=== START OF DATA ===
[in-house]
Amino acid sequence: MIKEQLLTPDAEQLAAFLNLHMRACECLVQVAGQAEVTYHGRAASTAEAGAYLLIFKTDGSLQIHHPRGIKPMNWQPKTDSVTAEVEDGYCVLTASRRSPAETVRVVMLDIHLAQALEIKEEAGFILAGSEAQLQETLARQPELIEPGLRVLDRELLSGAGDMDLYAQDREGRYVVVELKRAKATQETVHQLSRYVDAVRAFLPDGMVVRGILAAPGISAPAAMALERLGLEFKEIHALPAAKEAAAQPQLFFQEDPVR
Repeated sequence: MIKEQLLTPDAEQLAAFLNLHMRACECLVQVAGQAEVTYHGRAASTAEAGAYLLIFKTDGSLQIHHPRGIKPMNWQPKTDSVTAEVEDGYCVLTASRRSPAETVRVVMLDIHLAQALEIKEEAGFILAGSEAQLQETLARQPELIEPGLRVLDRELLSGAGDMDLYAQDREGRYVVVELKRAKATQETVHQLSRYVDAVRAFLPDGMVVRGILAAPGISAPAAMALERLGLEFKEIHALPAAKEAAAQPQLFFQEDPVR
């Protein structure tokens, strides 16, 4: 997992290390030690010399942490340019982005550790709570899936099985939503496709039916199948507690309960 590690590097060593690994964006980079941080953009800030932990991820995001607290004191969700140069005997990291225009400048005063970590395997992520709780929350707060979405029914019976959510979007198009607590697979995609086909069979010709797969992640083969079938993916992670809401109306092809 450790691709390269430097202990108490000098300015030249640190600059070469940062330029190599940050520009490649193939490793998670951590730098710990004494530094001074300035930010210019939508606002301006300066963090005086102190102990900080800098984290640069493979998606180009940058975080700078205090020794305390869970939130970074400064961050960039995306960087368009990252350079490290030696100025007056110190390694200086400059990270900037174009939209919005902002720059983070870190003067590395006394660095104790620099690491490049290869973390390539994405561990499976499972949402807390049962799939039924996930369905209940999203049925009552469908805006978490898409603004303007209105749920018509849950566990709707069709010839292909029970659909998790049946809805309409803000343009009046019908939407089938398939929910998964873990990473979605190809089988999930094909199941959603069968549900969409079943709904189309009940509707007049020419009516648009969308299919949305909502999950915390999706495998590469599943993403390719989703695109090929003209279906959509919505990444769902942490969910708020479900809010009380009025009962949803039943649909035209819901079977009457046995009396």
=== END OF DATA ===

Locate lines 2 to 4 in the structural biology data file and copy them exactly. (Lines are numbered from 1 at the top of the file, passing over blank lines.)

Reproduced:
Amino acid sequence: MIKEQLLTPDAEQLAAFLNLHMRACECLVQVAGQAEVTYHGRAASTAEAGAYLLIFKTDGSLQIHHPRGIKPMNWQPKTDSVTAEVEDGYCVLTASRRSPAETVRVVMLDIHLAQALEIKEEAGFILAGSEAQLQETLARQPELIEPGLRVLDRELLSGAGDMDLYAQDREGRYVVVELKRAKATQETVHQLSRYVDAVRAFLPDGMVVRGILAAPGISAPAAMALERLGLEFKEIHALPAAKEAAAQPQLFFQEDPVR
Repeated sequence: MIKEQLLTPDAEQLAAFLNLHMRACECLVQVAGQAEVTYHGRAASTAEAGAYLLIFKTDGSLQIHHPRGIKPMNWQPKTDSVTAEVEDGYCVLTASRRSPAETVRVVMLDIHLAQALEIKEEAGFILAGSEAQLQETLARQPELIEPGLRVLDRELLSGAGDMDLYAQDREGRYVVVELKRAKATQETVHQLSRYVDAVRAFLPDGMVVRGILAAPGISAPAAMALERLGLEFKEIHALPAAKEAAAQPQLFFQEDPVR
């Protein structure tokens, strides 16, 4: 997992290390030690010399942490340019982005550790709570899936099985939503496709039916199948507690309960 590690590097060593690994964006980079941080953009800030932990991820995001607290004191969700140069005997990291225009400048005063970590395997992520709780929350707060979405029914019976959510979007198009607590697979995609086909069979010709797969992640083969079938993916992670809401109306092809 450790691709390269430097202990108490000098300015030249640190600059070469940062330029190599940050520009490649193939490793998670951590730098710990004494530094001074300035930010210019939508606002301006300066963090005086102190102990900080800098984290640069493979998606180009940058975080700078205090020794305390869970939130970074400064961050960039995306960087368009990252350079490290030696100025007056110190390694200086400059990270900037174009939209919005902002720059983070870190003067590395006394660095104790620099690491490049290869973390390539994405561990499976499972949402807390049962799939039924996930369905209940999203049925009552469908805006978490898409603004303007209105749920018509849950566990709707069709010839292909029970659909998790049946809805309409803000343009009046019908939407089938398939929910998964873990990473979605190809089988999930094909199941959603069968549900969409079943709904189309009940509707007049020419009516648009969308299919949305909502999950915390999706495998590469599943993403390719989703695109090929003209279906959509919505990444769902942490969910708020479900809010009380009025009962949803039943649909035209819901079977009457046995009396």